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MALIGNANT BONE AND

SOFT TISSUE TUMOURS

Christian Dumontier, MD, PhD


Centre de la Main, Guadeloupe, FWI
With the help of Caroline Leclercq, MD

To be downloaded at www.diuchirurgiemain.org
MALIGNANT HAND LESIONS
Skin Soft-tissue Bone
• Squamous cell • Rare (15% of 7000 new • Very Rare
carcinoma yearly cases in USA
involve the upper
• 75% of skin
• Chondrosarcoma
extremity)
cancers of the is the most
hand • Epitheloid sarcoma, frequent malignant
synovial sarcoma and bone tumour at
• 35-90% of Malignant Fibrous the hand
malignant hand histiocytoma are the most
tumours frequent at the hand
TAKE HOME MESSAGE
• Clinical presentation is highly variable ☞ be
suspicious ⚠

• If malignancy is suspected ☞ multidisciplinary


treatment plan

• Biopsy is the key for diagnosis 🔐


CLINICAL EXAMINATION
• Onset of symptoms

• Pain: Acute, progressive, Constant.


Location, radiation.

• Mass: location, associated


symptoms (nerves, ischemia,…)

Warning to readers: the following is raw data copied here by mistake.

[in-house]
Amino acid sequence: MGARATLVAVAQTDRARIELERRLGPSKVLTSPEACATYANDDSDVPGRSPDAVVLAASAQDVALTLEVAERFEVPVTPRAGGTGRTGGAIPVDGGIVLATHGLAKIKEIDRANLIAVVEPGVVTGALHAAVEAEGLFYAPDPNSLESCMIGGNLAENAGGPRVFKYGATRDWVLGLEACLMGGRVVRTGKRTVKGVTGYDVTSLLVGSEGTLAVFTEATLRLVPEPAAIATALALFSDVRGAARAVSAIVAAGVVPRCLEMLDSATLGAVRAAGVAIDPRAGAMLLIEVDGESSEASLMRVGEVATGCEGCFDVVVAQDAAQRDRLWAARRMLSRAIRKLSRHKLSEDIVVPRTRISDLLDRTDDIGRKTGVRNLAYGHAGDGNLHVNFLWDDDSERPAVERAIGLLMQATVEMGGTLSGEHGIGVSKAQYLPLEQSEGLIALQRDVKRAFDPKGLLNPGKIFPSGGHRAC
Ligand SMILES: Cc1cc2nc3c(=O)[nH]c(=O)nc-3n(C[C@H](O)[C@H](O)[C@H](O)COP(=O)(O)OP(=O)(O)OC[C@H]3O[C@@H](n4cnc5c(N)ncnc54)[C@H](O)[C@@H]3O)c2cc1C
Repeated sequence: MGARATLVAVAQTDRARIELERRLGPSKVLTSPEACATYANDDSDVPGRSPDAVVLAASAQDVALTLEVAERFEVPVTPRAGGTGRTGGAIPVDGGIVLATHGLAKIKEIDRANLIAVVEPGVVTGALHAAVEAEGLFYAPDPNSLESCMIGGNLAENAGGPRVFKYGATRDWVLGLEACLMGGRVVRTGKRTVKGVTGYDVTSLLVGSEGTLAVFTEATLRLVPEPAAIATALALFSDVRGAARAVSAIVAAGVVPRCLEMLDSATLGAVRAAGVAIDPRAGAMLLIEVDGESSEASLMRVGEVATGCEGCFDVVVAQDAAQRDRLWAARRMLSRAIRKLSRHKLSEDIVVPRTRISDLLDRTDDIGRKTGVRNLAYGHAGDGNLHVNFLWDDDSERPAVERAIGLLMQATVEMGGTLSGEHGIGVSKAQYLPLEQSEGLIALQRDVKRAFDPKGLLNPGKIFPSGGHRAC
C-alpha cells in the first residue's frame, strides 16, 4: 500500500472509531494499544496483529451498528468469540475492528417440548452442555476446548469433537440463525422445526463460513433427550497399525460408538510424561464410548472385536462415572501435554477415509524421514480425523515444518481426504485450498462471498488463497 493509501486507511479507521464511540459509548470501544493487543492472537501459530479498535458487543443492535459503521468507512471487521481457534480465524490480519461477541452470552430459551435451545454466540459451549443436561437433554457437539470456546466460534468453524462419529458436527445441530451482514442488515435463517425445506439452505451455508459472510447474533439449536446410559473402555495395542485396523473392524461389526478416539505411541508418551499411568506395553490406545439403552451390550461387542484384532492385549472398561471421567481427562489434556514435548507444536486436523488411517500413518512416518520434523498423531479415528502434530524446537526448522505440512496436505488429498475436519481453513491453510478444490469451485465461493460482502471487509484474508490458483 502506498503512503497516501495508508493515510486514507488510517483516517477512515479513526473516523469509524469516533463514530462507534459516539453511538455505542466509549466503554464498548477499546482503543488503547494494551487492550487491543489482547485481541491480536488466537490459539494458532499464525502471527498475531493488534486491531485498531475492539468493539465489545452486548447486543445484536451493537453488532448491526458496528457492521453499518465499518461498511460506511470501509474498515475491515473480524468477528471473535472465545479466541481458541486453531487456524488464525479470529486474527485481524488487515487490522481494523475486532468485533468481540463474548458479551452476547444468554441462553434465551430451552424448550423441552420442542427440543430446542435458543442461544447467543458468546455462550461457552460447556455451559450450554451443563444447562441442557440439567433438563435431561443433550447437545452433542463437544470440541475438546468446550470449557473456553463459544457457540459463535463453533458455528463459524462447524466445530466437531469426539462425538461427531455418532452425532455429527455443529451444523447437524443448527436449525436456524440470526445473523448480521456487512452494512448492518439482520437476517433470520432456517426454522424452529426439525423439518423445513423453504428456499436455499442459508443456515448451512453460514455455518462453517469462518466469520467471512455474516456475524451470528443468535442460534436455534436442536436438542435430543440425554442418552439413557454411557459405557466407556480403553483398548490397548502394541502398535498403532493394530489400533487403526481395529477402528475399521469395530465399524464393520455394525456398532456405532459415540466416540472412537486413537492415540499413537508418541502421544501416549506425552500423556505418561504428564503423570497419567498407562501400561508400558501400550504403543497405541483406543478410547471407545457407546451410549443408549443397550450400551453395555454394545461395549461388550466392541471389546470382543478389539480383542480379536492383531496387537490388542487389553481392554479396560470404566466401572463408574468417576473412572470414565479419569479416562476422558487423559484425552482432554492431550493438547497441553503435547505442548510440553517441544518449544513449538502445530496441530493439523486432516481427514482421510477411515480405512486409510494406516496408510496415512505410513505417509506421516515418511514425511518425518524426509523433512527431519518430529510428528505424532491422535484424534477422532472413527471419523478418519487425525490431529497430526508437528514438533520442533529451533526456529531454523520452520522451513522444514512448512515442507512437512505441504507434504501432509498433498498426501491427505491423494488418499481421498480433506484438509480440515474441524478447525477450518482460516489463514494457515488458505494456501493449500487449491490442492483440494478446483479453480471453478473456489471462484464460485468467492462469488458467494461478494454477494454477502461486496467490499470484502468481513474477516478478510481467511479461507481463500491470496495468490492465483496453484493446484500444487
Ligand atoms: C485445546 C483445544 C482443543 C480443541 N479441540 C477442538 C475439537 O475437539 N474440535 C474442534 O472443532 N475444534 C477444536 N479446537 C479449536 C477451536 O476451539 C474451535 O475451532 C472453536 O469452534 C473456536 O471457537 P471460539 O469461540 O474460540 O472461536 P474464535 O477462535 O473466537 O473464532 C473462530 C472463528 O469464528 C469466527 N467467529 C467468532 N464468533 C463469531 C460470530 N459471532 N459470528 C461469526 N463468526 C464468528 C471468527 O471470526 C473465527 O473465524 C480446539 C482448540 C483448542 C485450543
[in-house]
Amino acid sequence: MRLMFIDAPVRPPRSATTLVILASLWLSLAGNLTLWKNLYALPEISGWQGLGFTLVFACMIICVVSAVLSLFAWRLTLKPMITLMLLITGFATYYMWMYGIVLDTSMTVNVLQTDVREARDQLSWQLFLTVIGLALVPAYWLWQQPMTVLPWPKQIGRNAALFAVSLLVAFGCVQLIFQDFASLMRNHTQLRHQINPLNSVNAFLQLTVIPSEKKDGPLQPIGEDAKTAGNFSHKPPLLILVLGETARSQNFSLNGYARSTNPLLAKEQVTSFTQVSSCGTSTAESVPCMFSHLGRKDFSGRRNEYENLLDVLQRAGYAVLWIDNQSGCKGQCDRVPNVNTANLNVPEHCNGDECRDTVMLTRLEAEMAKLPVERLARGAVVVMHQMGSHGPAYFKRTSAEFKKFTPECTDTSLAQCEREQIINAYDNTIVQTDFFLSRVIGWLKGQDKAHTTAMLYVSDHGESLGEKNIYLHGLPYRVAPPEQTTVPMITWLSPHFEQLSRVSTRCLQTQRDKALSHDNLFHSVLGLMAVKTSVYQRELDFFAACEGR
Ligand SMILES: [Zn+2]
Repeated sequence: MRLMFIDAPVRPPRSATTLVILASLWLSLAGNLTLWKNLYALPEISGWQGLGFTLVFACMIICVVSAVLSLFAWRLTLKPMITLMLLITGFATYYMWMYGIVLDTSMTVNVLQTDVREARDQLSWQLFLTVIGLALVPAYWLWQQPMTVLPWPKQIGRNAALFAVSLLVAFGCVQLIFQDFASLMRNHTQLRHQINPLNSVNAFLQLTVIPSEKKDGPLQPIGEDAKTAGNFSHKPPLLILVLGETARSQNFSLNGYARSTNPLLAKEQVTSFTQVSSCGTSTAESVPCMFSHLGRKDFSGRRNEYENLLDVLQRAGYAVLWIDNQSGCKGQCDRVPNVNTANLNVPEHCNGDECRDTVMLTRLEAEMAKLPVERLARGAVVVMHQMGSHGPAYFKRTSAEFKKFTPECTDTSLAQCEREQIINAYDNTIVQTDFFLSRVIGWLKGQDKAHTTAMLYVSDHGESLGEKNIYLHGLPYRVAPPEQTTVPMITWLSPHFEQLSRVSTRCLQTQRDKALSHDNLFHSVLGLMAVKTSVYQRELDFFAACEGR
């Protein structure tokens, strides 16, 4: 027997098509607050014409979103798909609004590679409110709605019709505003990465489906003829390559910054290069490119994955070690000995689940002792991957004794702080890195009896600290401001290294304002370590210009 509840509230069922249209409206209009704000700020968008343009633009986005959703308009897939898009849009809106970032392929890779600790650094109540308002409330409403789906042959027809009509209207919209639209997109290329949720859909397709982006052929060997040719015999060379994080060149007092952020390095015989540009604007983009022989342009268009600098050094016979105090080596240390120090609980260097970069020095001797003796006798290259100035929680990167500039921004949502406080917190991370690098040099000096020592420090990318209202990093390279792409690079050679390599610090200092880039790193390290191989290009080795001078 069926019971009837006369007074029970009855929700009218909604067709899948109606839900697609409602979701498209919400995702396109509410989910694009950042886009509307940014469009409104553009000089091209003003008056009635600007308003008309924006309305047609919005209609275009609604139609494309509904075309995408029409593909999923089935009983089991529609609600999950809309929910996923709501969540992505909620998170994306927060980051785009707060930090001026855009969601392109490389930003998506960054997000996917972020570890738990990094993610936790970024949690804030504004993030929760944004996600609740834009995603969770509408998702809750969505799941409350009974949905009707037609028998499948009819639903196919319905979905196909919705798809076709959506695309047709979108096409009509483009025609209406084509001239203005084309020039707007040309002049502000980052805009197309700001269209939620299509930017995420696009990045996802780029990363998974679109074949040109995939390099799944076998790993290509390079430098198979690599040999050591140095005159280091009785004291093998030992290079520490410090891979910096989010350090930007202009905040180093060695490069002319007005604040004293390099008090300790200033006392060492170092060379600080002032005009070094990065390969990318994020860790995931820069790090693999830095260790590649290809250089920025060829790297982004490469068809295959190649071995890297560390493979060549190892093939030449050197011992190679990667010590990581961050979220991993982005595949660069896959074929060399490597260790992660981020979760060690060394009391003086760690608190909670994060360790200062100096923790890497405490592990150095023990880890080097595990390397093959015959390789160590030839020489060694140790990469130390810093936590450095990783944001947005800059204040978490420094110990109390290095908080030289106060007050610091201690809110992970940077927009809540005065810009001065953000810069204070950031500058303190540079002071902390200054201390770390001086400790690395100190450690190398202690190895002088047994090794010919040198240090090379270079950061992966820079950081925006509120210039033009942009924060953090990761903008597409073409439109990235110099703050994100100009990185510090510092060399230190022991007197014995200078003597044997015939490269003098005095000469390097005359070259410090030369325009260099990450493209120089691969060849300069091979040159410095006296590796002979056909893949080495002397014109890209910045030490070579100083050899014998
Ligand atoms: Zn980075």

• Others: swelling, fevers, night Synovial sarcoma

sweats, weight loss,…

• Family history (hereditary multiple


exostosis, Gardner, Maffuci, Olllier,
Neurofibromatosis,…)

Maffuci’s syndrome
IMAGING
Synovial sarcoma

• Plain X-rays with orthogonal


views

• Bone tumor ?

• Soft-tissue lesions may be


Chondrosarcoma
seen by changes in
shadowing

• Calcifications (synovial sarcoma,


liposarcoma, hemangioma, HO,
myositis ossificans, synovial
chondromatosis, tumoral calcinosis)
2ND LINE IMAGING
• US

• MRI with Gadolinium:

• Must include all the bone to


look for skip metastases.

• Bone marrow, soft tissue


structures, local edema, peri-
articular structures

• CT scan:

• Bony structures
Recurrent Giant Cell Tumour
IF MALIGNANCY SUSPECTED
• Chest, abdomen and pelvis CT

• Technetium bone scan / PET scan most often employed for searching metastases.

• Laboratory studies:

• Serum calcium, phosphorus, blood urea nitrogen, and creatinine (metabolic bone
disease ?).

• Serum alkaline phosphatase and lactate dehydrogenase (elevated in some


malignancies).

• Serum immunoelectrophoresis (multiple myeloma ?).

• Hematologic profile and ESR are abnormal in many neoplastic processes


INDICATIONS FOR BIOPSY
• Limited in hand as most lesions are benign and a pre-operative
diagnosis is almost certain

• « If the clinical and radiographic diagnosis of a bone


or soft-tissue tumor cannot be limited to benign
lesions only, biopsy must be strongly considered ».

• No need to emphasize how important the technique is !

Pradhan A, Cheung YC, Grimer RJ, Peake D, Al-Muderis OA, Thomas JM, et al. Soft-tissue sarcomas of the hand: oncological